Visceral fat more of a health concern than subcutaneous fat
Though the term might sound dated, “middle-age spread” is a greater concern than ever. As people go through their middle years, their proportion of fat to body weight tends to increase — more so in women than men. Extra pounds tend to park themselves around the midsection.
At one time, we might have accepted these changes as an inevitable fact of aging. But we’ve now been put on notice that as our waistlines grow, so do our health risks. Abdominal, or visceral, fat is of particular concern because it’s a key player in a variety of health problems — much more so than subcutaneous fat, the kind you can grasp with your hand. Visceral fat, on the other hand, lies out of reach, deep within the abdominal cavity, where it pads the spaces between our abdominal organs.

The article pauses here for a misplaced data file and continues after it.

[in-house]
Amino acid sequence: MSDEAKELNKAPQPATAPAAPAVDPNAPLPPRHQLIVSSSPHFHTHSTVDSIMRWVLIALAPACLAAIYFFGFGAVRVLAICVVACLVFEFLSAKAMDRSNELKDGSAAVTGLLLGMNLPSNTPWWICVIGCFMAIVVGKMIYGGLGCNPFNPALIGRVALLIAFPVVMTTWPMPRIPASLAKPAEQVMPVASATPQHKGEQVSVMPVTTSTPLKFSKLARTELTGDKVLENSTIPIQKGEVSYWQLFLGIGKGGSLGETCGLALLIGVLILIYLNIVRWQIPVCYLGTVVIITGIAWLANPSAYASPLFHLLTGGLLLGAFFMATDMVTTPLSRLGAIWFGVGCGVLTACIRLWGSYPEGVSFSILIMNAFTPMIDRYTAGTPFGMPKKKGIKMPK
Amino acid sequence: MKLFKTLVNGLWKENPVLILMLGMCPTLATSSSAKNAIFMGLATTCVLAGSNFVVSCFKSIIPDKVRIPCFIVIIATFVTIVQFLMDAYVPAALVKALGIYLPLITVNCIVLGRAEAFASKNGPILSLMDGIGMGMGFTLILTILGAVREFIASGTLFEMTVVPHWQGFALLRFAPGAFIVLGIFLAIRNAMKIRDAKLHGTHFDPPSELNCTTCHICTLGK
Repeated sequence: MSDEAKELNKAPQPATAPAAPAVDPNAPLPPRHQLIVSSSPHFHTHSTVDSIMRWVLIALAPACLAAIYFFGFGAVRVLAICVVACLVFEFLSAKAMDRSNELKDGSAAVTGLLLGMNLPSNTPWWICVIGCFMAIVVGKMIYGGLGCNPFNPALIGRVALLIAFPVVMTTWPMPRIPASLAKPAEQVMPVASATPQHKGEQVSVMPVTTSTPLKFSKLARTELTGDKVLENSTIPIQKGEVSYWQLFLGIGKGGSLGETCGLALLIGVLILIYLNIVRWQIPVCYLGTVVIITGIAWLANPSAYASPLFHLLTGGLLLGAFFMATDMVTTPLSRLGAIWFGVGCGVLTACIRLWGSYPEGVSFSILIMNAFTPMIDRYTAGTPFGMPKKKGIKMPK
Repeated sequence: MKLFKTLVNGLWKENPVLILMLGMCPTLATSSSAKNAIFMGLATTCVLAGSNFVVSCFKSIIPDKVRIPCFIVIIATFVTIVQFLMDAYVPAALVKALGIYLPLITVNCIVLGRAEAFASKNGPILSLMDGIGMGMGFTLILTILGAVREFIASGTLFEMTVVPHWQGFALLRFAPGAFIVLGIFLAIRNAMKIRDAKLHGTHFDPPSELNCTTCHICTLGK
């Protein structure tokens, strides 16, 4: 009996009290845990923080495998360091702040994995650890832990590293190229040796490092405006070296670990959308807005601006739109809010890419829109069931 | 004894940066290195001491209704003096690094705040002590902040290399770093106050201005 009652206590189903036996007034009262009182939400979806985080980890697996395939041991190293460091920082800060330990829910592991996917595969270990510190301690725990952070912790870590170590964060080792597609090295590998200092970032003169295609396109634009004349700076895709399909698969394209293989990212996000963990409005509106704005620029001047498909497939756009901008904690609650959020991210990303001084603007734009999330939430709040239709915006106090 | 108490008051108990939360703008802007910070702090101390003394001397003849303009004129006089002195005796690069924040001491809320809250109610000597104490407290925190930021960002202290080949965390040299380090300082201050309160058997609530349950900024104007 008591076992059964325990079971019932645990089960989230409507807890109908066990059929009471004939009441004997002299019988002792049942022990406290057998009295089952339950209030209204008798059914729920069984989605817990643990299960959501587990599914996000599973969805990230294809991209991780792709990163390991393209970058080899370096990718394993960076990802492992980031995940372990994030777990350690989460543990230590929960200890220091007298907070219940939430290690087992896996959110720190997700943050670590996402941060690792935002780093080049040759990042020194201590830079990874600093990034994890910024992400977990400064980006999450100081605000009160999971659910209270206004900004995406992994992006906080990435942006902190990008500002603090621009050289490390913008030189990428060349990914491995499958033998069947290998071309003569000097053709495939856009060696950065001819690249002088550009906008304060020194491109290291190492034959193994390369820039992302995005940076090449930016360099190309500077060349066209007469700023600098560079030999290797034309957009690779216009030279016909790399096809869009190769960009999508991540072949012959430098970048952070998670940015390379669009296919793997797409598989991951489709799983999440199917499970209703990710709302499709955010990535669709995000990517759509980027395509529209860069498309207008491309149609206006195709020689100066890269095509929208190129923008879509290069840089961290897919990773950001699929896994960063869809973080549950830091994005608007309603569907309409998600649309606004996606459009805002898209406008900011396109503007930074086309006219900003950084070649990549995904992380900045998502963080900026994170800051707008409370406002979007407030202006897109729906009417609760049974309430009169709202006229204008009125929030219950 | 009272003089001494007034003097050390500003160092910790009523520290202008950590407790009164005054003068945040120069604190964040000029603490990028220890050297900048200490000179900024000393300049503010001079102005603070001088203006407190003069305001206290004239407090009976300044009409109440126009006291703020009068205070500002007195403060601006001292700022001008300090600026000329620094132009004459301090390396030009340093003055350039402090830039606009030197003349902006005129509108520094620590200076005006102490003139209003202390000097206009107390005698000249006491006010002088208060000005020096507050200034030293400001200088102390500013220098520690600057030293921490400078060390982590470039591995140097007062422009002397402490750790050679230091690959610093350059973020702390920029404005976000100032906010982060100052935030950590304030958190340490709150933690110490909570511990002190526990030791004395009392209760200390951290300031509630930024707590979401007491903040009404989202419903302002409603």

Visceral fat has been linked to metabolic disturbances and increased risk for cardiovascular disease and type 2 diabetes. In women, it is also associated with breast cancer and the need for gallbladder surgery.
To read more from the Mayo Clinic please click on the link below: